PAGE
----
Recently I attended my first forum theatre performance. It was the last in a week-long series of performances of The Great Austerity Debate taking place around the country done by the Menagerie Theatre Company. They’d been commissioned by two geography researchers, Prof. Susan Smith and Dr Mia Gray, from Cambridge University. Performances have been filmed, so no doubt a version of it will be available in due course.
Forum Theatre is both political and participative. The format for this one was:
- An introduction that explained the format of the evening (and gave the audience the option of leaving if they wanted);
- 50 minutes of 3 actors portraying half a dozen characters, focusing on a single parent’s experience of low paid, privately run care work and claiming Universal Credit;
- A brief discussion in small groups of the audience of around 100 people;
- A debrief of the audience by the director about key things they had seen in the play;
- The opportunity for the audience to ask questions to the 3 main characters (with the actors staying in character) on anything they were curious about;
- The opportunity for members of the audience to make different plot, dialogue, acting or character suggestions in a couple of scenes and see the actors portray how that might have played out, and then discuss what the changes might mean. A couple of members of the audience were invited to take part.
I found myself today comparing it to training using role-plays. As a facilitator and trainer of activists and organisers I sometimes use a role-play so people can imagine and practice their responses to different scenarios. But role-plays can feel contrived or risky for participants, more so if they are done as fishbowls with some participants watching others, so these are often not done in large groups. Despite theatre being predominantly something to be watched, and maybe only talked about after over a drink with your mates, with this format most members of the audience were very engaged in the performance. This ranged from everyone taking part in both small and full group discussions through to a couple of people being invited on stage – in this performance one was one of the characters and another was an advisor to one of the characters. It’s likely that the people who joined in on stage had a level of confidence that saw them through without taking too much risk, and it was done with plenty of humour, but everyone seemed energised by the experience. Animated conversations carried on with the cast and director and between complete strangers at the end.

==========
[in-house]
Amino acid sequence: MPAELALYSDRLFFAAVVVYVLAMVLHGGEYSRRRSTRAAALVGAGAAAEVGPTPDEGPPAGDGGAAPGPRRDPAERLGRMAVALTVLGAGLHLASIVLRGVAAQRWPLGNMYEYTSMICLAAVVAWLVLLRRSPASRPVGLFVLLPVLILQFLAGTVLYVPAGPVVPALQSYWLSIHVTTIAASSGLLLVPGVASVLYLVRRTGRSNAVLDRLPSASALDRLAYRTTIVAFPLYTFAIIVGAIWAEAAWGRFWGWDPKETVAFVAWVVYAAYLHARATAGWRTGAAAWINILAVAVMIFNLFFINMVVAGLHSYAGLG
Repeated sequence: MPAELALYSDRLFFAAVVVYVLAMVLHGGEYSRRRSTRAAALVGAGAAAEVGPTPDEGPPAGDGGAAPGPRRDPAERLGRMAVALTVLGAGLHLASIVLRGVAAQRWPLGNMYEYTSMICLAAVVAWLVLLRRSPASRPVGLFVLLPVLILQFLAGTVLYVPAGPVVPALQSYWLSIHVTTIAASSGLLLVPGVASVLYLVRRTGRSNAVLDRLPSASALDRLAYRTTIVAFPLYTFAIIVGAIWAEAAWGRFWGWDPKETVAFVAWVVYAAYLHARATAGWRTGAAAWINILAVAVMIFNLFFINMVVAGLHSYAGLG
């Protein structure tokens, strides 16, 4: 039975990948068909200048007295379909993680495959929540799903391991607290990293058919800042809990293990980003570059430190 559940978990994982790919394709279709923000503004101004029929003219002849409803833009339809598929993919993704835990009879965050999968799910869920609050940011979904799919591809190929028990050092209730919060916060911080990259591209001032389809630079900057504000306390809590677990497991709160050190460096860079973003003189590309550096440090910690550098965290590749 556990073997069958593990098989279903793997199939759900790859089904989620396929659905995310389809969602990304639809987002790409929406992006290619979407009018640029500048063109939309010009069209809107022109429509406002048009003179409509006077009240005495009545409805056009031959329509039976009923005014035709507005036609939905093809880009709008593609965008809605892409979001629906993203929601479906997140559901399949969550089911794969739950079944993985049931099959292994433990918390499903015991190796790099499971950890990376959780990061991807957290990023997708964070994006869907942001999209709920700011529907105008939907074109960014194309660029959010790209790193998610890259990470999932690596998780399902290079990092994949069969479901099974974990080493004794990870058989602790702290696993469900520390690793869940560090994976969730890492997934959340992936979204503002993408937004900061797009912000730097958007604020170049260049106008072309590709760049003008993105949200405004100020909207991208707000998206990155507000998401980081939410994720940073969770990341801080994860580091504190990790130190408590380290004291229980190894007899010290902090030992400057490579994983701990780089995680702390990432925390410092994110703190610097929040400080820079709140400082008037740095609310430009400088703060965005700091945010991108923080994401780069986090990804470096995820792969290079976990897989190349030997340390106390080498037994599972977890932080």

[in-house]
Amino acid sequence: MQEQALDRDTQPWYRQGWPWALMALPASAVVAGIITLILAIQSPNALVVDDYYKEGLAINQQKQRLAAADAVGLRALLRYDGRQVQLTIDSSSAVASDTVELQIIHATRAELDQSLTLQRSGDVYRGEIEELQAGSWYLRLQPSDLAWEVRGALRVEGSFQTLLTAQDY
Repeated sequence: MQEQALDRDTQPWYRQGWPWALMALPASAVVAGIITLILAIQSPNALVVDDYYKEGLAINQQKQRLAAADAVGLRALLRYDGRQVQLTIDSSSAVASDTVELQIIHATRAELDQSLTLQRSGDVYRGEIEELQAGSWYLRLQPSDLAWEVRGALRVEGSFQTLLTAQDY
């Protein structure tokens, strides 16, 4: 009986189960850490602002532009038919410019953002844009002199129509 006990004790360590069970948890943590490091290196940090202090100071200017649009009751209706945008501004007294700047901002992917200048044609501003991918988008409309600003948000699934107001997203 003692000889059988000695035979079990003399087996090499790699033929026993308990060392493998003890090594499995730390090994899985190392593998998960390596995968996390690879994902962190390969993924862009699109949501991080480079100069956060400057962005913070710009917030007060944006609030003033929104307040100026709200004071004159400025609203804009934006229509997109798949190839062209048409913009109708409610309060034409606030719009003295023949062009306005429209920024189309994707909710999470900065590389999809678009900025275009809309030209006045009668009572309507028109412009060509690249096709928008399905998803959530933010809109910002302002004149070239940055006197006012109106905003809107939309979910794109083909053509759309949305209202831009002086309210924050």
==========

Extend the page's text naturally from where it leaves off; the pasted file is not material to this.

My experience yesterday was that, as this started with a substantial and compelling dramatisation, it created an emotional reaction that provoked the engagement of audience members in ways that they felt very comfortable with. It’s likely that this audience (in the Unite trade union office in London) was sympathetic and ready to find the scenario and plot realistic, even if it wasn’t for the timing of it coinciding with the national release of I, Daniel Blake and all the clarity that that film has brought to people’s understanding of the nature and effects of austerity. I imagine in other settings or at a different time, this particular dramatisation might have gained very different reactions.
It’s clear that there is significant potential for this format, and that working with a professional theatre group can produce it to a very high standard. In terms of practicalities, though, it is no doubt both time consuming and would take some time and funding to execute well. It feels like a real privilege to have been involved in such a well directed piece of political theatre with well managed participative audience discussion and engagement on something I feel strongly about. Is anyone up for doing something similar about climate change?